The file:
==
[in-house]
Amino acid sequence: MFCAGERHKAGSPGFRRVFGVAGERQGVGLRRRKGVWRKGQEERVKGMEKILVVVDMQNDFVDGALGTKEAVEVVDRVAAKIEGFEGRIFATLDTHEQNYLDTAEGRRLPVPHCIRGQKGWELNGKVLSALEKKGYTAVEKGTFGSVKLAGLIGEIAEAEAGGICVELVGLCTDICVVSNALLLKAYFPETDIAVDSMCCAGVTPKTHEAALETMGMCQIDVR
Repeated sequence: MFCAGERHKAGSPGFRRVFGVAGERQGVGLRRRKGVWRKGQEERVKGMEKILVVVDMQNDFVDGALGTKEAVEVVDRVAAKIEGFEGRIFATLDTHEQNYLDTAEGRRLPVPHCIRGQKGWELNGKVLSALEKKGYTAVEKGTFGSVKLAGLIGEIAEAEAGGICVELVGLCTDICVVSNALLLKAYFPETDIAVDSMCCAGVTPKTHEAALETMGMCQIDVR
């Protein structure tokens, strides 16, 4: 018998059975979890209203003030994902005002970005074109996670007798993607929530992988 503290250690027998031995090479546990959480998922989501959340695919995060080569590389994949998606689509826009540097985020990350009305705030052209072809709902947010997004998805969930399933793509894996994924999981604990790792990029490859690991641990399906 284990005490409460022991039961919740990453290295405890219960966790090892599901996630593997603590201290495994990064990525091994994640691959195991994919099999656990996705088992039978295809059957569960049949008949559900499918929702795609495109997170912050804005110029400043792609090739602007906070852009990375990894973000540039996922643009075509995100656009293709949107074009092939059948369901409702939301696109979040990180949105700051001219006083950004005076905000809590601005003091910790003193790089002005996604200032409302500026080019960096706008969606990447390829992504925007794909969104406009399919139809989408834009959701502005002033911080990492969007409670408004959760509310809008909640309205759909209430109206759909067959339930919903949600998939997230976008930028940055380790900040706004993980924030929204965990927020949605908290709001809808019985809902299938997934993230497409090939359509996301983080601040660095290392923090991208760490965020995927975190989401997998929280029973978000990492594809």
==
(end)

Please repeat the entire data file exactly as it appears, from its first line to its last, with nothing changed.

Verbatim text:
[in-house]
Amino acid sequence: MFCAGERHKAGSPGFRRVFGVAGERQGVGLRRRKGVWRKGQEERVKGMEKILVVVDMQNDFVDGALGTKEAVEVVDRVAAKIEGFEGRIFATLDTHEQNYLDTAEGRRLPVPHCIRGQKGWELNGKVLSALEKKGYTAVEKGTFGSVKLAGLIGEIAEAEAGGICVELVGLCTDICVVSNALLLKAYFPETDIAVDSMCCAGVTPKTHEAALETMGMCQIDVR
Repeated sequence: MFCAGERHKAGSPGFRRVFGVAGERQGVGLRRRKGVWRKGQEERVKGMEKILVVVDMQNDFVDGALGTKEAVEVVDRVAAKIEGFEGRIFATLDTHEQNYLDTAEGRRLPVPHCIRGQKGWELNGKVLSALEKKGYTAVEKGTFGSVKLAGLIGEIAEAEAGGICVELVGLCTDICVVSNALLLKAYFPETDIAVDSMCCAGVTPKTHEAALETMGMCQIDVR
């Protein structure tokens, strides 16, 4: 018998059975979890209203003030994902005002970005074109996670007798993607929530992988 503290250690027998031995090479546990959480998922989501959340695919995060080569590389994949998606689509826009540097985020990350009305705030052209072809709902947010997004998805969930399933793509894996994924999981604990790792990029490859690991641990399906 284990005490409460022991039961919740990453290295405890219960966790090892599901996630593997603590201290495994990064990525091994994640691959195991994919099999656990996705088992039978295809059957569960049949008949559900499918929702795609495109997170912050804005110029400043792609090739602007906070852009990375990894973000540039996922643009075509995100656009293709949107074009092939059948369901409702939301696109979040990180949105700051001219006083950004005076905000809590601005003091910790003193790089002005996604200032409302500026080019960096706008969606990447390829992504925007794909969104406009399919139809989408834009959701502005002033911080990492969007409670408004959760509310809008909640309205759909209430109206759909067959339930919903949600998939997230976008930028940055380790900040706004993980924030929204965990927020949605908290709001809808019985809902299938997934993230497409090939359509996301983080601040660095290392923090991208760490965020995927975190989401997998929280029973978000990492594809």